View Full Version : Methelyne Chloride for Paint Removal - Help
September 10, 2001, 13:08
I picked up some of this stuff. It is used to strip paint from airplanes.
Has any one used this? Precautions? Tips?
Yes, I am done having kids....
Keith (Big Dog)
September 10, 2001, 17:10
Stuff is very volatile, and ignites easily (its actually used as a carrier for CS gas, many beleive this is what caused the fire at WACO)... anyway - use in a well ventilated area!
September 10, 2001, 18:46
Although methylene chloride (aka dichloromethane) is very volatile, it is not flammable under normal temperatures and pressures. I though you were an O chemist mate. It is very good at removing paint and grease. Dimethylformamide is a decent paint remover too. Methylene chloride is mildly carcinogenic so wear your respirator.
September 10, 2001, 19:20
It says to wear gloves and skin cancer on the label.
What kind or type should I use? Any ideas on cost or source?
Keith (Big Dog)
September 10, 2001, 20:22
I was just reading the respirator warning that it says on the MSDS (material safety data sheet) for methylene chloride. This is not advice, but when I use this stuff at home, I just use it outdoors and make sure that I am up wind.
September 10, 2001, 20:39
As a chemist, I practically bath in the stuff. Before they called it a carcinogenic, people used it all the time. It was used as a paint thinner. It really is not a problem for careful use. A note of caution though, regular latex gloves do not keep the solvent from your skin. If you want to keep it off of your hands you will have to get Nitrile gloves, and I recommend that you use thick rubber gloves over them (or just use two thick rubber gloves). It will beat the crap out of gloves, so you will need to change them often. Prolonged exposure will cause sensitization. If you become sensitized to it through repeated exposure, you will get this burning, tingling sensation that can really hurt. I am now to the point that a drop on my hand will cause my entire hand to feel like it is on fire. Don't think of dipping your hand in it. The methylene chloride will evaporate so fast you will think that you just stuck your hand in liquid nitrogen or grabbed a big chunk of dry-ice. Think of it as really strong "Ice-Hot." As the last post said, use it in a well ventilated area. Finally, do not let a drop of it hit the ground and don't let any of it go into the sewer. If anyone finds out you were using it and contaminated soil or ground water, you will get a hefty fine (OU was accessed a $15,000 fine for methylene chloride contaminated waste water coming out of the chem department). One drop in something like 10,000 gallons is considered contamination of those 10,000 gallons of water. The ppm they allow is itty-bitty. It works really well though. Good luck.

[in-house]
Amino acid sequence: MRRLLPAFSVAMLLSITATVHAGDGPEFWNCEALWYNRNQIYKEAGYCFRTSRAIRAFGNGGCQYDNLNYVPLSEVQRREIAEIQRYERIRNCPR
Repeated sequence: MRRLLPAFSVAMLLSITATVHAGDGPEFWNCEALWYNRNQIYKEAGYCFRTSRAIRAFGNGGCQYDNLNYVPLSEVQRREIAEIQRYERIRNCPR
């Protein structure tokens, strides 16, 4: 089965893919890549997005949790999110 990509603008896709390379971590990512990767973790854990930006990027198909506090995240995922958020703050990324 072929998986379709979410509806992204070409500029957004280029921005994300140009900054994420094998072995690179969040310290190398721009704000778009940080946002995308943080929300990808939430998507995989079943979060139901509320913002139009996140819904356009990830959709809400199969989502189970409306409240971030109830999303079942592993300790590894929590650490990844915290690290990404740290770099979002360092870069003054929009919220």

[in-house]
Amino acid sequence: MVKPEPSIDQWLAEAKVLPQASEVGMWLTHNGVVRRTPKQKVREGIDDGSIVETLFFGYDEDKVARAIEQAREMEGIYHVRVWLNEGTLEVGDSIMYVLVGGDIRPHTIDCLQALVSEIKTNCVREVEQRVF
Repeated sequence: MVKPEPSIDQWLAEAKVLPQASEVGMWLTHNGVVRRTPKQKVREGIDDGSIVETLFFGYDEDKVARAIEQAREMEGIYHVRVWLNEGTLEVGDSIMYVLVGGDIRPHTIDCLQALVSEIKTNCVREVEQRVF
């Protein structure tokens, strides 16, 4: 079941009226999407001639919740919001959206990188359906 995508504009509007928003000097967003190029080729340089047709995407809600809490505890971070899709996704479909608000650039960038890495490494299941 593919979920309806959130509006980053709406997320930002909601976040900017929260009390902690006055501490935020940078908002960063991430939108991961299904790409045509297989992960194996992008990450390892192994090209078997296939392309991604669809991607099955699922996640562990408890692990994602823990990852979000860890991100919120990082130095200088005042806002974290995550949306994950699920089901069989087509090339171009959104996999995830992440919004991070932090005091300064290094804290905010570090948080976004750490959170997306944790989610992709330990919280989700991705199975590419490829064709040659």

[ September 10, 2001: Message edited by: Stranger ]
September 10, 2001, 21:23
I used the same thing to strip my R1, didn't hurt the plastic on the stocks and works great. I have stripped quite a few airplanes with it too. Try a test spot where it won't show if you are going to use it on any plastics, it can sure wipe out a $500 airplane windshield in a hurry!
September 11, 2001, 08:20
MC is used in common paint strippers like Stripeeze. Works great on most paints and varnishes, but won't work on epoxy paint.
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